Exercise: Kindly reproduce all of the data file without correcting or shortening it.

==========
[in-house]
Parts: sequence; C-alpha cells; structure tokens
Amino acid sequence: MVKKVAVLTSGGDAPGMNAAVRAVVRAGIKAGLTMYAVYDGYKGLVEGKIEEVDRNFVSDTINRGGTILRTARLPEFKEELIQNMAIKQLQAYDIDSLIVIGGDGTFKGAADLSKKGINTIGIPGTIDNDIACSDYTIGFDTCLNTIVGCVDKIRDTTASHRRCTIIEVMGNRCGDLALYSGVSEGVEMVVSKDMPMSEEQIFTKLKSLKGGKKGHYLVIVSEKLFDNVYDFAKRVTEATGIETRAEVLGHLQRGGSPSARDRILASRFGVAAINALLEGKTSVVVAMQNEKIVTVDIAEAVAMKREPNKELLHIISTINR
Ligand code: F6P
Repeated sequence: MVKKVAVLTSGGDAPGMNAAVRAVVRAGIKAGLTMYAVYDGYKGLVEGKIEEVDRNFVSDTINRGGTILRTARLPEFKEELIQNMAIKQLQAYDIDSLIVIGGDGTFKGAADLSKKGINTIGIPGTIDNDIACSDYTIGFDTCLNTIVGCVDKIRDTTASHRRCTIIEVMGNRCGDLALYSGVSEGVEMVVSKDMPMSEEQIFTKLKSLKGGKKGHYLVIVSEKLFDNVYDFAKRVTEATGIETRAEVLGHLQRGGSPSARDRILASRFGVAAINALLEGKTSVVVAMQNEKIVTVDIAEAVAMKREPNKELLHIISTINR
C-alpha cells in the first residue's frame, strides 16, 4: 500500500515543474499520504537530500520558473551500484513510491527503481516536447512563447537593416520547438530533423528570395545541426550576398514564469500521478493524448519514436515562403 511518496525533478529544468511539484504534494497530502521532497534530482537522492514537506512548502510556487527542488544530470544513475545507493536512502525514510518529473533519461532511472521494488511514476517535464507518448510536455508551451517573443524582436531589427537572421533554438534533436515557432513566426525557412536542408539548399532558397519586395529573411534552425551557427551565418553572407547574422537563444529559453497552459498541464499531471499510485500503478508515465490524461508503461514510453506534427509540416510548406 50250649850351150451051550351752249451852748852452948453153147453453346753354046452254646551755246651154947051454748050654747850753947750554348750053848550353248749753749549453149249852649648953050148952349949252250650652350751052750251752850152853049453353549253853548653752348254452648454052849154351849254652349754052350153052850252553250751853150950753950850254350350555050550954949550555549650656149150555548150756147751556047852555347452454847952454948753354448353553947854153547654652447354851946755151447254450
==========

[in-house]
Parts: sequence; C-alpha cells; structure tokens
Amino acid sequence: MVKKVAVLTSGGDAPGMNAAVRAVVRAGIKAGLTMYAVYDGYKGLVEGKIEEVDRNFVSDTINRGGTILRTARLPEFKEELIQNMAIKQLQAYDIDSLIVIGGDGTFKGAADLSKKGINTIGIPGTIDNDIACSDYTIGFDTCLNTIVGCVDKIRDTTASHRRCTIIEVMGNRCGDLALYSGVSEGVEMVVSKDMPMSEEQIFTKLKSLKGGKKGHYLVIVSEKLFDNVYDFAKRVTEATGIETRAEVLGHLQRGGSPSARDRILASRFGVAAINALLEGKTSVVVAMQNEKIVTVDIAEAVAMKREPNKELLHIISTINR
Ligand code: F6P
Repeated sequence: MVKKVAVLTSGGDAPGMNAAVRAVVRAGIKAGLTMYAVYDGYKGLVEGKIEEVDRNFVSDTINRGGTILRTARLPEFKEELIQNMAIKQLQAYDIDSLIVIGGDGTFKGAADLSKKGINTIGIPGTIDNDIACSDYTIGFDTCLNTIVGCVDKIRDTTASHRRCTIIEVMGNRCGDLALYSGVSEGVEMVVSKDMPMSEEQIFTKLKSLKGGKKGHYLVIVSEKLFDNVYDFAKRVTEATGIETRAEVLGHLQRGGSPSARDRILASRFGVAAINALLEGKTSVVVAMQNEKIVTVDIAEAVAMKREPNKELLHIISTINR
C-alpha cells in the first residue's frame, strides 16, 4: 500500500515543474499520504537530500520558473551500484513510491527503481516536447512563447537593416520547438530533423528570395545541426550576398514564469500521478493524448519514436515562403 511518496525533478529544468511539484504534494497530502521532497534530482537522492514537506512548502510556487527542488544530470544513475545507493536512502525514510518529473533519461532511472521494488511514476517535464507518448510536455508551451517573443524582436531589427537572421533554438534533436515557432513566426525557412536542408539548399532558397519586395529573411534552425551557427551565418553572407547574422537563444529559453497552459498541464499531471499510485500503478508515465490524461508503461514510453506534427509540416510548406 50250649850351150451051550351752249451852748852452948453153147453453346753354046452254646551755246651154947051454748050654747850753947750554348750053848550353248749753749549453149249852649648953050148952349949252250650652350751052750251752850152853049453353549253853548653752348254452648454052849154351849254652349754052350153052850252553250751853150950753950850254350350555050550954949550555549650656149150555548150756147751556047852555347452454847952454948753354448353553947854153547654652447354851946755151447254450